What do athletes Steve Prefontaine, Wilson Kipsang, Galen Rupp and Ronaldo de Costa have in common? Apart from their vastly successful individual track records, they have all been known to adopt and perfect a particularly winning strategy during their races – the negative split.

Simply put, it refers to running the second part of your race at a faster pace than the first half. It’s the opposite of what we usually end up doing: rush headlong into the race at our best speed, and eventually struggle to maintain pace through the middle and just about manage to hold it together at the end. Negative splits, when done right, can produce excellent results and several elite marathoners, as well as cyclists and swimmers, favor this strategy when looking to better personal records or go for the win. With a little training, however, there is no reason why beginners can’t try it out too.

Positives of the negative
There are several scientific and physiological reasons why running the first half of a race at a slower pace can help you increase your overall speed.

1. By running at less than your goal pace in the first half, you’re giving your muscles and joints that extra time to warm up completely, thus reducing chances of injuries and muscles pulls later in the race.

2. The initial slow start makes a more systematic demand on your heart and lungs and does not throw up any sudden shocks to the system as a fast sprint might do.

3. Running too fast at the start depletes your glycogen levels at an alarming pace. You may not feel it right away, but your energy levels are seriously compromised once you’ve passed the midpoint, and you’ll find it hard to maintain pace with every new step.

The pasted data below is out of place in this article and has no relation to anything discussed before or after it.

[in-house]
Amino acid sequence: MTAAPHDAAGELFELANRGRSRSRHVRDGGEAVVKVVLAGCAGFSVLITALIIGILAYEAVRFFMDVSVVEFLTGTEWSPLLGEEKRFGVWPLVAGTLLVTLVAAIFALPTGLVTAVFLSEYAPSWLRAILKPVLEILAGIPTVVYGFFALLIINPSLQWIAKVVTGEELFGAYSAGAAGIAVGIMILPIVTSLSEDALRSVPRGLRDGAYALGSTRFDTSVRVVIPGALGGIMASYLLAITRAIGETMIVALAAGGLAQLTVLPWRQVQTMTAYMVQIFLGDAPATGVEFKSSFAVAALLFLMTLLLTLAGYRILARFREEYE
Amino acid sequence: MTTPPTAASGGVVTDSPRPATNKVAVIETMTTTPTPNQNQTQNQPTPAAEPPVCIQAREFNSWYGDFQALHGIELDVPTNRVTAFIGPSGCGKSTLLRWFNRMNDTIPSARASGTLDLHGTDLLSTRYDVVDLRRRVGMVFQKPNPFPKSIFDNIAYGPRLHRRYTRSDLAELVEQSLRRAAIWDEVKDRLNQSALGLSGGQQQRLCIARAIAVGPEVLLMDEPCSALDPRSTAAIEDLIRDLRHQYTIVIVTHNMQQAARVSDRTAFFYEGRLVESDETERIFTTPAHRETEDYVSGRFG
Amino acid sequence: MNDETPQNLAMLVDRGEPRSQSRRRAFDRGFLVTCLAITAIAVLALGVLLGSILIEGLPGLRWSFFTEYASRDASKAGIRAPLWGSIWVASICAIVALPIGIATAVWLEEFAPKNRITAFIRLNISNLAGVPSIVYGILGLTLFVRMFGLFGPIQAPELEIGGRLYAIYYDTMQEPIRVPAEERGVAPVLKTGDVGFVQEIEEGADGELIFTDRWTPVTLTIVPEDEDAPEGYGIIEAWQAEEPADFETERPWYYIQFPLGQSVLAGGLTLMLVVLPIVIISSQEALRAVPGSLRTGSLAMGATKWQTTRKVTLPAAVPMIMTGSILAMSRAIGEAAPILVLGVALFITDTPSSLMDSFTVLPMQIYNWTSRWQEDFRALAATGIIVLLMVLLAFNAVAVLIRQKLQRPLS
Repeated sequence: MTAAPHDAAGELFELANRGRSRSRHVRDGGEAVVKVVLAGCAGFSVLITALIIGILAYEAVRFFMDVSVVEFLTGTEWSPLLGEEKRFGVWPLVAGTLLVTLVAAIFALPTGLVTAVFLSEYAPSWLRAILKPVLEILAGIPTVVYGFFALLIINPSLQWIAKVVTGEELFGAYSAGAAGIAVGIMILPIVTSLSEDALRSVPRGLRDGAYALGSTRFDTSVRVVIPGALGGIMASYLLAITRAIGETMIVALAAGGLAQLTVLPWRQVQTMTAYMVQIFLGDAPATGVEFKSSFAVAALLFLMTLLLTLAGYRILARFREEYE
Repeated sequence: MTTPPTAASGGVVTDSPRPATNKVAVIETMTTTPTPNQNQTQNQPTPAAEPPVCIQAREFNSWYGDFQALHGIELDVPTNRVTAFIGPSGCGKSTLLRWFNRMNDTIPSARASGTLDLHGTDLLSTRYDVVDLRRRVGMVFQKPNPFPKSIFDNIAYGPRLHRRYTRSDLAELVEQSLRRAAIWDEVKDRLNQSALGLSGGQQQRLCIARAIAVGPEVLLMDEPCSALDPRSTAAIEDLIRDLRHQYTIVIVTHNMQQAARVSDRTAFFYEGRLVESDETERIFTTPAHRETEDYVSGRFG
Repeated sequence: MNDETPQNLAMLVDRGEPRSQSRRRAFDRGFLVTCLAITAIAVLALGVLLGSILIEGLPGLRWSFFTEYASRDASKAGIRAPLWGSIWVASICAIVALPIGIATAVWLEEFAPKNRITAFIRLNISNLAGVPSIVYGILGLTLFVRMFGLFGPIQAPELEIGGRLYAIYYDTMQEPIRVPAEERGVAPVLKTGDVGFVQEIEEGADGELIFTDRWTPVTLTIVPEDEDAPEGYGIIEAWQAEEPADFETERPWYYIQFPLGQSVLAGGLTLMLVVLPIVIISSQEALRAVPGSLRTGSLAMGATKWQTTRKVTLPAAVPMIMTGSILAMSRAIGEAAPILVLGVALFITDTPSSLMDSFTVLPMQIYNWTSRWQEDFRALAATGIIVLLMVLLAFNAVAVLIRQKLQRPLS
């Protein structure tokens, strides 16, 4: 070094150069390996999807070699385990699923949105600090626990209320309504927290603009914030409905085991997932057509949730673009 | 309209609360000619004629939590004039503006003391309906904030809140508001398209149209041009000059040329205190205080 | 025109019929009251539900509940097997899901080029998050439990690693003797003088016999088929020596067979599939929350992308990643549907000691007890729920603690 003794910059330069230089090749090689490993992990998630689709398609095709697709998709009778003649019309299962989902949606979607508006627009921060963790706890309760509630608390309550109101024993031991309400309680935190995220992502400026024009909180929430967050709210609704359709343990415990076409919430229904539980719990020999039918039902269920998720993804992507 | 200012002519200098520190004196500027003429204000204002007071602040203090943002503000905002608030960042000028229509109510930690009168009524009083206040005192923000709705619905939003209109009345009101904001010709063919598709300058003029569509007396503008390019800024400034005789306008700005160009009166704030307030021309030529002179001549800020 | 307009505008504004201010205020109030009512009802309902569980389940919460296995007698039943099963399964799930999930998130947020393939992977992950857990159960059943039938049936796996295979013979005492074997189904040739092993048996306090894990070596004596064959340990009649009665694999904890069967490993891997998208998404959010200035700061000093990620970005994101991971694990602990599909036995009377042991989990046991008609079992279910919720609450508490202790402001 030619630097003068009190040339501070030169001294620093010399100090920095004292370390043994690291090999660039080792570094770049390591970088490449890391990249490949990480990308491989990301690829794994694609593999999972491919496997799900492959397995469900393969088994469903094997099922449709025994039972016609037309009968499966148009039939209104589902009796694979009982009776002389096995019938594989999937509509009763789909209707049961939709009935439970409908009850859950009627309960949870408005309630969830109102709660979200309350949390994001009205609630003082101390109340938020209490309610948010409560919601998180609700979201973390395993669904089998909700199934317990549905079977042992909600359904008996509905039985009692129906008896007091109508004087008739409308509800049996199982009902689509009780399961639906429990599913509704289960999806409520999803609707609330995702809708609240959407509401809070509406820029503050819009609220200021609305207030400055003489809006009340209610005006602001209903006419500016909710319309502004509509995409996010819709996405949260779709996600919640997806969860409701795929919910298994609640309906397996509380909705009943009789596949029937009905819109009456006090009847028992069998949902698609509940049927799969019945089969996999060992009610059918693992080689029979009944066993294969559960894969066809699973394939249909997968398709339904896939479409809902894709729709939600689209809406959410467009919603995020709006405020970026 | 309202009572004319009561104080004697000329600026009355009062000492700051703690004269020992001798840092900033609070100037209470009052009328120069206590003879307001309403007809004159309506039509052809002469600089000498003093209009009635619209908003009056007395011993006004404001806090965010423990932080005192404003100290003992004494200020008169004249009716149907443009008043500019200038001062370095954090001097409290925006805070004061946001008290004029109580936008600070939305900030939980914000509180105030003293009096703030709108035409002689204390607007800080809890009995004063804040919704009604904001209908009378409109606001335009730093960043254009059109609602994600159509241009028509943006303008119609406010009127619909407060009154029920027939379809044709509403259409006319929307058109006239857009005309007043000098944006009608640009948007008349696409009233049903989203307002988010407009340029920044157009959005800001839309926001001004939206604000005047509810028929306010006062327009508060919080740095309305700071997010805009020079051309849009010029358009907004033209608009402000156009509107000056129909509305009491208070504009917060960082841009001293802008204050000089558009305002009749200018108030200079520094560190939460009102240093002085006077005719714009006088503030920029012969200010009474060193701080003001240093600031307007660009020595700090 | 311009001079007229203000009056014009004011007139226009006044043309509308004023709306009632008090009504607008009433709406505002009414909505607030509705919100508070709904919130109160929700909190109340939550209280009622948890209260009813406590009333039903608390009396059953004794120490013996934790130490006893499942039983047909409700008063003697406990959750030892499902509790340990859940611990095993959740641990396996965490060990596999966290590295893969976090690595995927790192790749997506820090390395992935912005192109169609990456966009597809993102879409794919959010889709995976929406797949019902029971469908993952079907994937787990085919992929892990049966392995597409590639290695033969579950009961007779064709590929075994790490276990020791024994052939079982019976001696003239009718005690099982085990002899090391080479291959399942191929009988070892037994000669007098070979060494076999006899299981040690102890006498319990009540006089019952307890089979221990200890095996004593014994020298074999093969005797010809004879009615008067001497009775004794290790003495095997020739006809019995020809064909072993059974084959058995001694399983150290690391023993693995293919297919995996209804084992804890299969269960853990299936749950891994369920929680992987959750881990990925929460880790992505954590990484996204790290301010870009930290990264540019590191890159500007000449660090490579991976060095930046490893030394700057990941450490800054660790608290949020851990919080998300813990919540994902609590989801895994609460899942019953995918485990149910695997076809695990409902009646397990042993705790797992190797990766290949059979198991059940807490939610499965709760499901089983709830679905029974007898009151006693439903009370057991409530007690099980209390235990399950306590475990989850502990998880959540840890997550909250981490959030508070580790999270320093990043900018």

4. Starting slow also allows your body to balance out the lactic acid that is produced as a by-product of exercise and the resulting low oxygen levels. Those who start out too fast build up lactic acid faster and it causes them to slow down as their bodies cannot process the excess lactic acid fast enough.

5. By the time you’ve picked up your pace in the second half, your endorphins will be at work too. These mood boosters can lift your spirits and energy and actually help you enjoy your run.

6. Running faster towards the end also gives you a psychological advantage. You’ll feel more confident as you pass other runners by, especially those who sprinted past you during your slower first half.

Split it right
Carrying out a successful negative split calls for some serious discipline, especially in the highly charged atmosphere of a marathon or 5K, where spectator support and the initial excitement of running alongside so many others can goad you to run faster even if you’re consciously trying to maintain a measured pace. You may even find yourself giving into the momentary self doubt and speed up.

The trick is to practice your negative splits while in training itself so as to get your body and mind used to idea of deliberately running slow before picking up pace. Divide your training runs into two halves and run the first half at a pace that is about 15-20 seconds that your intended race pace. Once you’ve crossed your halfway mark, double your efforts until you’re going at a pace faster than you intended. Above all, have faith in the method and believe that your legs can go faster if you give them enough time to gather speed. After all, it worked wonderfully for those legends – and with a little practice, you can make it work for you too.

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